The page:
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California Employment Law AB 987: What Employees Need to Know

california-employment-law-ab-987-employer-retaliation.pngLast year, California Governor Jerry Brown signed into law a handful of employment law-related bills that give California employees more protections against unlawful employer retaliation. On January 1, 2016, AB 987 was just one of the new laws that went into effect, extending anti-retaliation protections to employees who request reasonable accommodations due to eithera disability or religious beliefs.

But how exactly does the new employment law protect California workers? This article will answer key questions about AB 987 to help you better understand your employee rights.

california-employment-law-ab-987-employer-retaliation.png

Last year, California Governor Jerry Brown signed into law a handful of employment law-related bills that give California employees more protections against unlawful employer retaliation. On January 1, 2016, AB 987 was just one of the new laws that went into effect, extending anti-retaliation protections to employees who request reasonable accommodations due to eithera disability or religious beliefs.

But how exactly does the new employment law protect California workers? This article will answer key questions about AB 987 to help you better understand your employee rights.

How does AB 987 protect employees from retaliation?

California employment law AB 987 amends the California Fair Employment and Housing Act (FEHA), making it illegal for an employer to retaliate against an employee for making reasonable requests for accommodations due to a disability or religion - regardless of whether the request was granted. This means the new law clarifies that simply making a request is now also considered "protected activity" in the state of California.

While federal law has offered similar rights to employees with disabilities and religious creeds under the Americans with Disabilities Act of 1990, and Title VII of the Civil Rights Act of 1964, California law exceeds the protections offered.

What is the background of AB 987?

AB 987 was an amendment written in response to a lawsuit where California employee, Scott Rope, was fired after requesting leave to donate a kidney to his disabled sister. Rope ultimately lost the case against his former employer where the court ruled that his paid leave accommodation request didn't qualify as a "protected activity" under California law. Therefore, FEHA did not explicitly protect employees against retaliation for accommodation requests until AB 987 was signed into law.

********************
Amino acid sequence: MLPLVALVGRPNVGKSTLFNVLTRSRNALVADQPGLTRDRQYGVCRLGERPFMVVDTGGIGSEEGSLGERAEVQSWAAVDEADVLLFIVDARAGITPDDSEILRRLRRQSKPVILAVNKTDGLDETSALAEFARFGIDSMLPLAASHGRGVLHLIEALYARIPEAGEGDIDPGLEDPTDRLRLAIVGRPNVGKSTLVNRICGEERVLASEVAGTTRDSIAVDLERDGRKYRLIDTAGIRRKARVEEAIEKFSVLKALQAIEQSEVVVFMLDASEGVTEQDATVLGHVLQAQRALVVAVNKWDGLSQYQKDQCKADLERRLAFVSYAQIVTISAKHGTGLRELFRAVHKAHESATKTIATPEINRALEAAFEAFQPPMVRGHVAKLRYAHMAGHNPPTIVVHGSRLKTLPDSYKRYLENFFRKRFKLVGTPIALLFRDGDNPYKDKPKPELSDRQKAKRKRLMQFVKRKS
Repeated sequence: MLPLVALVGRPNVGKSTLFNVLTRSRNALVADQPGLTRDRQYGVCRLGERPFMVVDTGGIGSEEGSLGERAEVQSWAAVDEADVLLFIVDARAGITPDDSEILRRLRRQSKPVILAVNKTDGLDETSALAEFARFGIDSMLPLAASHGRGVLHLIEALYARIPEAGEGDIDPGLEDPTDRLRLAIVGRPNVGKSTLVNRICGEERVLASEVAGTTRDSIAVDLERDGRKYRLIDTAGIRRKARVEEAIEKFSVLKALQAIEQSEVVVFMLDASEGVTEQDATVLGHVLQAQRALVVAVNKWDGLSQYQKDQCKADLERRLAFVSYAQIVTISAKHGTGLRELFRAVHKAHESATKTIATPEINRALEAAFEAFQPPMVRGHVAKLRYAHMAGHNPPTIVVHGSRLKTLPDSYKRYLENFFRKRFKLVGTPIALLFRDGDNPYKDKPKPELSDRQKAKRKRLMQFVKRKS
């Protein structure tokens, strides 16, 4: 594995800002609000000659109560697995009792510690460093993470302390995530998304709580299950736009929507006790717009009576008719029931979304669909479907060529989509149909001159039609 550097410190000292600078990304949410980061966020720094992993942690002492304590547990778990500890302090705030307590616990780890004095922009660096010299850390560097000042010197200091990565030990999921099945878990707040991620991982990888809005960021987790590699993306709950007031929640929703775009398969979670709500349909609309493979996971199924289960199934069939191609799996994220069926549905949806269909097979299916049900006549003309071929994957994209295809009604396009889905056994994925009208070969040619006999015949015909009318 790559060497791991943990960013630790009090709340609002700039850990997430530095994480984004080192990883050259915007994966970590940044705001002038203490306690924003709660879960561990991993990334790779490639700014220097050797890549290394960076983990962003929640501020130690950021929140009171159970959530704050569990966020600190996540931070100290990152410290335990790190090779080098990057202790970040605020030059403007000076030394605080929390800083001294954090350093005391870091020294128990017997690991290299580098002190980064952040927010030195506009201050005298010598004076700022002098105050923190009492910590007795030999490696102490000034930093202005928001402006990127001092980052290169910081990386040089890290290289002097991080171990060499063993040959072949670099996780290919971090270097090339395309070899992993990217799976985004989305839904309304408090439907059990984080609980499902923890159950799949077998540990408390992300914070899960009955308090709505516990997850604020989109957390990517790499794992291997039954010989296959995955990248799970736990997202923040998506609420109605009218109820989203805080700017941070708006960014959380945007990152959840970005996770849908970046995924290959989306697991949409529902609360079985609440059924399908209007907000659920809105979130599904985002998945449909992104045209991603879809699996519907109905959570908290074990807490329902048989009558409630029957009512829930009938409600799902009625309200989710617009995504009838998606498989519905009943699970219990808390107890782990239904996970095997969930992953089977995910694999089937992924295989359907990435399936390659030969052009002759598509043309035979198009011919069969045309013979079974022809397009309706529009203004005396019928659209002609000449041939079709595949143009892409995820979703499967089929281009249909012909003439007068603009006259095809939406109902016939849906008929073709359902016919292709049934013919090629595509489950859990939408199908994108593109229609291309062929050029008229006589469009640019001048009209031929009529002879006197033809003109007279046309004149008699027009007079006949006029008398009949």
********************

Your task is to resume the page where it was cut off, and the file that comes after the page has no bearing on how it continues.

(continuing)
AB 987 amends sections (l) and (m) of Government Code section 12940, the FEHA. These code sections prohibit discrimination due to religion and disability. The law requires employers to grant reasonable requests for accommodation, and AB 987 makes it illegal for California employers to "retaliate or otherwise discriminate against a person for requesting accommodation . . . regardless of whether the request was granted."

What is reasonable accommodation?

A reasonable accommodation can be defined as assistance or changes to a position or workplace that helps enable an employee to do his or her job despite having a disability or religious belief. Some common examples of reasonable requests for accommodation include:

  • When an employee needs an exception to a company's dress code for religious practice.
  • When an employee seeks to change job tasks that do not interfere with their religion.
  • When an employee needs scheduled breaks for daily prayers.
  • When an employee requests accommodation to not work on their religion's Sabbath.
  • When an employee asks for training material to be modified due to their disability.
  • When an employee asks their employer to hire an interpreter.
  • When an employee asks for a reasonable amount of additional unpaid leave for medical treatment.
  • When an employee asks to be transferred to another location to obtain better medical care.
  • When an employee needs additional tools or modified job responsibilities to accommodate a medical condition or disability.

What can I do if my employer violates FEHA, as amended by AB 987?

If you feel that your California employer has unlawfully discriminated or retaliated against you for requesting reasonable accommodation due to your religion or disability, you should contact an employment attorney to discuss your options before filing a retaliation or discrimination complaint with the DFEH or EEOC.

California Employment Law AB 987: Additional Information

  • Bill Text: AB 987 - Employment discrimination: unlawful employment practices
  • California amends FEHA, protecting accommodation requests via Lexology.com
  • Calif.: Employees Requesting Accommodation Are Now Protected via SHRM.org

No one should have to suffer from employer retaliation due to their disability or religion, and the California employment lawyers at Hennig Ruiz are here to help. Contact us for your free consultation today.

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